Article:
“Dogs ride inside”, says Ford

It is a personal pet peeve — pardon my pun. I hate to see dogs chained or loose in the beds of pickup trucks. Yes, yes, I know you profess to love them more than your wife, girlfriend, or anyone else, but sticking them in the truck bed just doesn’t show it. (I expect to take some heat because I have clearly addressed this to guys, but I honestly have never seen a woman pickup driver with a dog or dogs chained in the bed.)

About 100,000 dogs die every year from injuries sustained while riding in a pickup truck. Ford, which sells more pickup trucks than anyone, sees that as an appalling statistic and reminds drivers and truck owners that all animals should ride inside a pickup truck cab — never in the bed.

At the very least, they say, your pet should always ride in the back seat if your truck has one. An animal in the front seat can quickly become a driver distraction or a projectile and cause an accident that jeopardizes pets and people.

Unfortunately this driver didn't follow the wisdom of keeping Jinx, the dog, in the second row, but he did use a pet-specific attachment to the seat belt assembly.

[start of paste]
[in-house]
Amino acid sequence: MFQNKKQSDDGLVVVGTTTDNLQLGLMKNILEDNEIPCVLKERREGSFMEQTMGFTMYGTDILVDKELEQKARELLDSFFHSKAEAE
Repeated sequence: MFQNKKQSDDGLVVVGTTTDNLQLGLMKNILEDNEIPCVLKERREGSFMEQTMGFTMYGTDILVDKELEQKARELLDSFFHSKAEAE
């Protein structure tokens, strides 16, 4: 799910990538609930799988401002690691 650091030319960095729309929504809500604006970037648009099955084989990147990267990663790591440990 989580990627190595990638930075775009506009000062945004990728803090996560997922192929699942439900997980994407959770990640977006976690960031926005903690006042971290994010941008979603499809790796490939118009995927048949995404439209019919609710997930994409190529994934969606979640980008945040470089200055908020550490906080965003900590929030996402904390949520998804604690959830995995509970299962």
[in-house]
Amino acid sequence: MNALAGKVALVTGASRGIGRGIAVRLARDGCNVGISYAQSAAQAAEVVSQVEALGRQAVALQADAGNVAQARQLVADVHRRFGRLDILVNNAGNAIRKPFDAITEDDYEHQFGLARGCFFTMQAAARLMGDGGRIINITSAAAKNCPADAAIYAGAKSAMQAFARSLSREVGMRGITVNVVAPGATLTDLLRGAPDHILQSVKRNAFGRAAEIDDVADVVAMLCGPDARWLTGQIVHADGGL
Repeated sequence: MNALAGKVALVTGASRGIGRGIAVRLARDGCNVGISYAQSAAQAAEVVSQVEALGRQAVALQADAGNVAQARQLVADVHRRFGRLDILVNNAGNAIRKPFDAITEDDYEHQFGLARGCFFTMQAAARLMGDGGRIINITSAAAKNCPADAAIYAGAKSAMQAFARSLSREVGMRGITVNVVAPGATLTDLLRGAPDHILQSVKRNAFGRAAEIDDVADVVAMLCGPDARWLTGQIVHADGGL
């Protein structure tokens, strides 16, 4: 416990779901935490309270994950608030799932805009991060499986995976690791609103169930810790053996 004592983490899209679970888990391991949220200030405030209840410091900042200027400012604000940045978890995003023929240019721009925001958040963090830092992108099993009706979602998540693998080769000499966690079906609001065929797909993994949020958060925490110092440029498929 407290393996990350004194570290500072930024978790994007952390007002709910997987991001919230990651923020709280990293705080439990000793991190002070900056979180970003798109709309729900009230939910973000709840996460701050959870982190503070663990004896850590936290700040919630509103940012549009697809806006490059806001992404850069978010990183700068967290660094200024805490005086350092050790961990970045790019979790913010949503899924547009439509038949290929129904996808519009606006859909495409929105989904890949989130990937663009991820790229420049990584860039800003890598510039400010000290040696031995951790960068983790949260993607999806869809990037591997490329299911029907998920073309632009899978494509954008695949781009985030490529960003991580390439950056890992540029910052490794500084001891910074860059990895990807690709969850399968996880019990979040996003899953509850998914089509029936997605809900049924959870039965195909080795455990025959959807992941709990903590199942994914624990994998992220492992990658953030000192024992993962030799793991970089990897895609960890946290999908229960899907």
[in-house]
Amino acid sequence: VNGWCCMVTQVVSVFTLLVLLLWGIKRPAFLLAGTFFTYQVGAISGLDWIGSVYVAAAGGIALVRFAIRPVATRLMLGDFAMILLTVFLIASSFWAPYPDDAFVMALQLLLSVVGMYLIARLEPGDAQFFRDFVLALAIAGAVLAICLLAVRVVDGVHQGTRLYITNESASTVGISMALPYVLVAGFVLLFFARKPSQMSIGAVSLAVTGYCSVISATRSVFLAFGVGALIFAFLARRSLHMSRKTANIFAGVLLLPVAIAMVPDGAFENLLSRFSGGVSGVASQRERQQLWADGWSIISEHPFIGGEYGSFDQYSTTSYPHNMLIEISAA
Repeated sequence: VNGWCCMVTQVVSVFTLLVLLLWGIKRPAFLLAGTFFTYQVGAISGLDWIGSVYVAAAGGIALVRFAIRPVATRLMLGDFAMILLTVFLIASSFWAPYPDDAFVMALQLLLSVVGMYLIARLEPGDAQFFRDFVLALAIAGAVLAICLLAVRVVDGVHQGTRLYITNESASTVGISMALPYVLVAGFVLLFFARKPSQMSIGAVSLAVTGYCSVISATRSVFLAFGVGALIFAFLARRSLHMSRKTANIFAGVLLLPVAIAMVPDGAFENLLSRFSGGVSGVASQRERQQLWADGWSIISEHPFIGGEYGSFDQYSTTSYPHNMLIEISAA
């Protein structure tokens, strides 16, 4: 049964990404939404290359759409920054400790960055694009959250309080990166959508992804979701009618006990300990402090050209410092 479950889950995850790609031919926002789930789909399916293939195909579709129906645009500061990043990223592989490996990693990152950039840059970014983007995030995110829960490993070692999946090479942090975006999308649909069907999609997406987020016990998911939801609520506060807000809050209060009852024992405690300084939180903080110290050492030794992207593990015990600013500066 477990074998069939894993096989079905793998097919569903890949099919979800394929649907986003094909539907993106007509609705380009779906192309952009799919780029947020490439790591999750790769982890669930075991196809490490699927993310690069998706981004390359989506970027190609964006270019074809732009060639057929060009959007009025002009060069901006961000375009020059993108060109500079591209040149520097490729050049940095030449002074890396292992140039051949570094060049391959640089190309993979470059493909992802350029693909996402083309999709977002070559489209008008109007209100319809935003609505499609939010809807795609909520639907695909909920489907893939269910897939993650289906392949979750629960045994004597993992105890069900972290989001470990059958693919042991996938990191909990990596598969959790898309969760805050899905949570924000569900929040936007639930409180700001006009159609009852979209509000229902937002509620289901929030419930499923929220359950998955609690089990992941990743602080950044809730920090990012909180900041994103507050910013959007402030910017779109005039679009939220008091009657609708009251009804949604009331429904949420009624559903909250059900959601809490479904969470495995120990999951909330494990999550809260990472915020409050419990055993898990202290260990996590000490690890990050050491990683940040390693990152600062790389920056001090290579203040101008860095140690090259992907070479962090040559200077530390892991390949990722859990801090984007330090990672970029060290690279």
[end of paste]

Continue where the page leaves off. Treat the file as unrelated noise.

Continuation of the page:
Unfortunately this driver didn’t follow the wisdom of keeping Jinx, the dog, in the second row, but he did use a pet-specific attachment to the seat belt assembly.

Doug Scott, Ford Truck group marketing manager, encourages drivers to restrain, contain or crate your pet with a carrier or specially-designed pet seat belt. He also reminded that the highest volume Ford F-Series pickups — F-150 SuperCrew and SuperDuty Crew Cab — have spacious second-row seats ideal for ‘man’s best friend’.

Some other tips:
* Dogs love sticking their heads outside of a moving car but that’s one of the most frequent scenarios for injury.

  •  It’s OK to briefly briefly roll the window down to satisfy a curious nose, but not more than that. Wind can seriously irritate mucous membranes and blow pieces of grit into your dog’s eyes.
  •  Be sure that all ID tags are affixed well and have all current info including cell numbers. Think about implanting an ID microchip and make sure that information is current, as well.
  • Never leave pets attended inside of vehicles for any length of time or whenever temperatures are high. Remember than cars heat up fast even when you leave the windows cracked.
  • I also recommend keeping a sign that indicates a pet is inside the vehicle.  In case of an accident, put the sign on the windshield or side window to alert first responders if you are unable to communicate.

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